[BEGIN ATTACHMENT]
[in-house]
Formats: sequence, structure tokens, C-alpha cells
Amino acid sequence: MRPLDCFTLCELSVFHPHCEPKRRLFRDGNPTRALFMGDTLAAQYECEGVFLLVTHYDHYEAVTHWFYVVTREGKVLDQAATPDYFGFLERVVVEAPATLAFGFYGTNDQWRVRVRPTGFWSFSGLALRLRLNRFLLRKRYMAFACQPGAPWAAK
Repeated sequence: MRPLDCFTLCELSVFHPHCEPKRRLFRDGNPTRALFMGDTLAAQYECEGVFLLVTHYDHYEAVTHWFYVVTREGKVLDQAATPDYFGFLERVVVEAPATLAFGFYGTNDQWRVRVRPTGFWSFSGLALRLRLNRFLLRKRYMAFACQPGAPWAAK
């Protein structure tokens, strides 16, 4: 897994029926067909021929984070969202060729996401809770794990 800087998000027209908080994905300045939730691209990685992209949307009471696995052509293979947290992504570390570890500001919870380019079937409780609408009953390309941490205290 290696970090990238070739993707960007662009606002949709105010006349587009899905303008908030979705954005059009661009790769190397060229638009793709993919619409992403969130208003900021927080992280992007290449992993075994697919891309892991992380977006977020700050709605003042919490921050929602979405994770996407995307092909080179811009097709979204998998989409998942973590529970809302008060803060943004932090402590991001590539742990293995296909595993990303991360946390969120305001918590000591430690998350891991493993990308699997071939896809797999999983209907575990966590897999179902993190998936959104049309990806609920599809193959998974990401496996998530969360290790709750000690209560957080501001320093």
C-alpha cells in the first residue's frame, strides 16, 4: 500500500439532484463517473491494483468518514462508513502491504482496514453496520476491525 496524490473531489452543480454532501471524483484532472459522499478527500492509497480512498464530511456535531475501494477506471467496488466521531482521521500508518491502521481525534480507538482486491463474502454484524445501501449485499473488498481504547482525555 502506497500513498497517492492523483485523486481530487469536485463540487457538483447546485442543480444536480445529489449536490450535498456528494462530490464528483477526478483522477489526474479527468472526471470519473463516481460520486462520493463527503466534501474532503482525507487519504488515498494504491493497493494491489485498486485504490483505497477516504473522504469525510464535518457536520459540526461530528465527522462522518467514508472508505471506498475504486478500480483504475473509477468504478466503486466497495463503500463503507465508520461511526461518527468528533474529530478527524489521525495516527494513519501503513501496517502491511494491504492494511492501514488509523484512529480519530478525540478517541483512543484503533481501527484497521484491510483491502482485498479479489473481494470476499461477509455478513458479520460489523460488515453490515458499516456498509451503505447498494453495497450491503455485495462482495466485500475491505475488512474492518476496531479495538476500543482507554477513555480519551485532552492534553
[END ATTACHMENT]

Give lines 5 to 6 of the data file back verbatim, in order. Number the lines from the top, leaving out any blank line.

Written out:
């Protein structure tokens, strides 16, 4: 897994029926067909021929984070969202060729996401809770794990 800087998000027209908080994905300045939730691209990685992209949307009471696995052509293979947290992504570390570890500001919870380019079937409780609408009953390309941490205290 290696970090990238070739993707960007662009606002949709105010006349587009899905303008908030979705954005059009661009790769190397060229638009793709993919619409992403969130208003900021927080992280992007290449992993075994697919891309892991992380977006977020700050709605003042919490921050929602979405994770996407995307092909080179811009097709979204998998989409998942973590529970809302008060803060943004932090402590991001590539742990293995296909595993990303991360946390969120305001918590000591430690998350891991493993990308699997071939896809797999999983209907575990966590897999179902993190998936959104049309990806609920599809193959998974990401496996998530969360290790709750000690209560957080501001320093």
C-alpha cells in the first residue's frame, strides 16, 4: 500500500439532484463517473491494483468518514462508513502491504482496514453496520476491525 496524490473531489452543480454532501471524483484532472459522499478527500492509497480512498464530511456535531475501494477506471467496488466521531482521521500508518491502521481525534480507538482486491463474502454484524445501501449485499473488498481504547482525555 502506497500513498497517492492523483485523486481530487469536485463540487457538483447546485442543480444536480445529489449536490450535498456528494462530490464528483477526478483522477489526474479527468472526471470519473463516481460520486462520493463527503466534501474532503482525507487519504488515498494504491493497493494491489485498486485504490483505497477516504473522504469525510464535518457536520459540526461530528465527522462522518467514508472508505471506498475504486478500480483504475473509477468504478466503486466497495463503500463503507465508520461511526461518527468528533474529530478527524489521525495516527494513519501503513501496517502491511494491504492494511492501514488509523484512529480519530478525540478517541483512543484503533481501527484497521484491510483491502482485498479479489473481494470476499461477509455478513458479520460489523460488515453490515458499516456498509451503505447498494453495497450491503455485495462482495466485500475491505475488512474492518476496531479495538476500543482507554477513555480519551485532552492534553